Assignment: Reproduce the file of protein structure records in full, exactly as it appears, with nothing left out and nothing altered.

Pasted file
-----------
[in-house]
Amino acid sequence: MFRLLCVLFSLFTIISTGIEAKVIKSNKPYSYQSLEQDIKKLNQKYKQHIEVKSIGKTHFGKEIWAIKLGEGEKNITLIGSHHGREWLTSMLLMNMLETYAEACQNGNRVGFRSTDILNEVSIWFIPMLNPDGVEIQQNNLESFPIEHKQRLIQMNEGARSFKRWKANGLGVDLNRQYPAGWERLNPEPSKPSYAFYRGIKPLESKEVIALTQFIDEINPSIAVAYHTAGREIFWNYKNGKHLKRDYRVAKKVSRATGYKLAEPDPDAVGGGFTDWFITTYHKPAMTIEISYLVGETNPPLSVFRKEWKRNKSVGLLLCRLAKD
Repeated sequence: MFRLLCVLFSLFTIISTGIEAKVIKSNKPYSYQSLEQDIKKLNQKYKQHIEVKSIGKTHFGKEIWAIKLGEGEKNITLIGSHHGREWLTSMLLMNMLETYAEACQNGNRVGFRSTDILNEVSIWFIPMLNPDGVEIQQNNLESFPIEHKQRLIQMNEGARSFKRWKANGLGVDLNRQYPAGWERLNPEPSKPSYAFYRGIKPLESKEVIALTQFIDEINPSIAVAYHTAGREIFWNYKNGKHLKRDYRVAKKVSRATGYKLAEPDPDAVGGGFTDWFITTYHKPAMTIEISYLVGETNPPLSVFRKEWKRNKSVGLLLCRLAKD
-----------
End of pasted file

[in-house]
Amino acid sequence: MFRLLCVLFSLFTIISTGIEAKVIKSNKPYSYQSLEQDIKKLNQKYKQHIEVKSIGKTHFGKEIWAIKLGEGEKNITLIGSHHGREWLTSMLLMNMLETYAEACQNGNRVGFRSTDILNEVSIWFIPMLNPDGVEIQQNNLESFPIEHKQRLIQMNEGARSFKRWKANGLGVDLNRQYPAGWERLNPEPSKPSYAFYRGIKPLESKEVIALTQFIDEINPSIAVAYHTAGREIFWNYKNGKHLKRDYRVAKKVSRATGYKLAEPDPDAVGGGFTDWFITTYHKPAMTIEISYLVGETNPPLSVFRKEWKRNKSVGLLLCRLAKD
Repeated sequence: MFRLLCVLFSLFTIISTGIEAKVIKSNKPYSYQSLEQDIKKLNQKYKQHIEVKSIGKTHFGKEIWAIKLGEGEKNITLIGSHHGREWLTSMLLMNMLETYAEACQNGNRVGFRSTDILNEVSIWFIPMLNPDGVEIQQNNLESFPIEHKQRLIQMNEGARSFKRWKANGLGVDLNRQYPAGWERLNPEPSKPSYAFYRGIKPLESKEVIALTQFIDEINPSIAVAYHTAGREIFWNYKNGKHLKRDYRVAKKVSRATGYKLAEPDPDAVGGGFTDWFITTYHKPAMTIEISYLVGETNPPLSVFRKEWKRNKSVGLLLCRLAKD